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COLLINGSWOOD, N.J. -- Despite a tougher year ahead, natural product consumers are willing to pay more for "green," or environmentally friendly, products in 2008, according to a recent MamboTrack study by Mambo Sprouts Marketing here.
Mambo Sprouts surveyed the buying habits of 1,000 natural product consumers and forecasted their expected purchases for the coming year.
Seven in 10 consumers surveyed said they'd be willing to pay up to 20 percent more for environmentally friendly products. Only one in 10 respondents said they were unwilling to pay extra for green products and services.
In turn, the study revealed that consumer interest in healthy, organic, and sustainable products is on the rise, showing a commitment to organic foods and green products not only for personal health benefits but also for the environment.
Survey results showed consumers aren't just scrutinizing the products they buy, but want to support businesses and retail stores that have green sustainable practices. More than 7 in 10 indicated it was important (41 percent) or very important (32 percent) to do business with companies that were environmentally responsible.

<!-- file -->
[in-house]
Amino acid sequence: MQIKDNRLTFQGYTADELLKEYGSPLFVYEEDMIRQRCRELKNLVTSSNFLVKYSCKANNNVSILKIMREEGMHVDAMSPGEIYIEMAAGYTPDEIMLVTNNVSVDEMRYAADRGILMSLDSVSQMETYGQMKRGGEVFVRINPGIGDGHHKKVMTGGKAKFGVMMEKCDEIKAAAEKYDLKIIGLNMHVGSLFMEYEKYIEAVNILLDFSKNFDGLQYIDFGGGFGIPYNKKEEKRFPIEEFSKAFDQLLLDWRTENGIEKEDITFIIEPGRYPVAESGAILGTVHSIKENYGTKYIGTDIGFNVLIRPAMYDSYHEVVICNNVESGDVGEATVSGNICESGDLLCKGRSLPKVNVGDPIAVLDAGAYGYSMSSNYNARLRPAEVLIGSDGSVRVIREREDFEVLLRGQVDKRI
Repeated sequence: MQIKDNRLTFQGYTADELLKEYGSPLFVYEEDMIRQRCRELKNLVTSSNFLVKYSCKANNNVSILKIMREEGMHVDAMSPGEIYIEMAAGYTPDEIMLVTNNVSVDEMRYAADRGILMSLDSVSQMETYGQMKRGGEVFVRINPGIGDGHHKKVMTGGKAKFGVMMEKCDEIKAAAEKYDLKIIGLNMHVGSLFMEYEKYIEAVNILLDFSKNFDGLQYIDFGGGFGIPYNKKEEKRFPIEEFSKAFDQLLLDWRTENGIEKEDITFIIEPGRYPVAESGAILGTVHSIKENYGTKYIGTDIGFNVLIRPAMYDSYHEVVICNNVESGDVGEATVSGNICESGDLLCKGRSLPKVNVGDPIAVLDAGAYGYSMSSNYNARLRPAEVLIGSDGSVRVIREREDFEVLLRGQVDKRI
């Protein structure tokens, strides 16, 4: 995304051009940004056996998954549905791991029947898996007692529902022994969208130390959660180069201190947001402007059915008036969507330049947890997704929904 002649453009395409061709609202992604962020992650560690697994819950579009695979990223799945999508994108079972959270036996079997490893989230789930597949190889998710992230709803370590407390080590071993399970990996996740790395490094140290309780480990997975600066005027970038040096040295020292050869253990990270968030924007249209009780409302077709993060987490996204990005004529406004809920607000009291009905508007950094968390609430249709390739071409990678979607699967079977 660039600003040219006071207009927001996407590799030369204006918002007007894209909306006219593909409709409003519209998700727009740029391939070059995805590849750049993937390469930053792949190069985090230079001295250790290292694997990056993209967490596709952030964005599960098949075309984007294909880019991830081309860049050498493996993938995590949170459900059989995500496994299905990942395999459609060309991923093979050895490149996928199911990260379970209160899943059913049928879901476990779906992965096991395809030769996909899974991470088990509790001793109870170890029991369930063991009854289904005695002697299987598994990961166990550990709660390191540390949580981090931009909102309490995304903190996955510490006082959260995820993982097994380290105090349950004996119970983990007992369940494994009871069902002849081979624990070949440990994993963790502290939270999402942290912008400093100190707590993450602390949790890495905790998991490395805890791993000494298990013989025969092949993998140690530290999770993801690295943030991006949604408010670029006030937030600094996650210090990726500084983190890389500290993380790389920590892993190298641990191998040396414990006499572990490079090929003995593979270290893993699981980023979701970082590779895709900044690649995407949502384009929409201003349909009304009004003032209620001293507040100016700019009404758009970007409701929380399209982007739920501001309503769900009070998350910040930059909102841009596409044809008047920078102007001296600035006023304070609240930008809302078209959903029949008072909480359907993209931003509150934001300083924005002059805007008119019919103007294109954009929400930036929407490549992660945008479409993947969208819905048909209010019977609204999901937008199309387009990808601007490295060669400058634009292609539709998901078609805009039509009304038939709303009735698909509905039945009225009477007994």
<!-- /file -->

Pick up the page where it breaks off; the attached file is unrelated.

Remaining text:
For the coming year, while price was the overriding factor (60 percent) in their decision of where to shop, one in two or more consumers also identified the selection of healthy organic products (56 percent) and availability of organic produce (49 percent) as key factors as well.
When it comes to grocery spending in particular, natural category consumers indicated they were most likely to choose organic options for produce (60 percent), dairy products (54 percent) and child/baby food products (50 percent). Only one in four or fewer felt it was very important to buy organic in the categories of beer and wine (10 percent), pet food (23 percent), and desserts and snacks (23 percent).
Natural and organic consumers plan to increase their use of environmentally-friendly grocery bags, with 63 percent expected to increase their use of these green reusable bags and 62 percent expected to decrease their use of disposable plastic bags in 2008.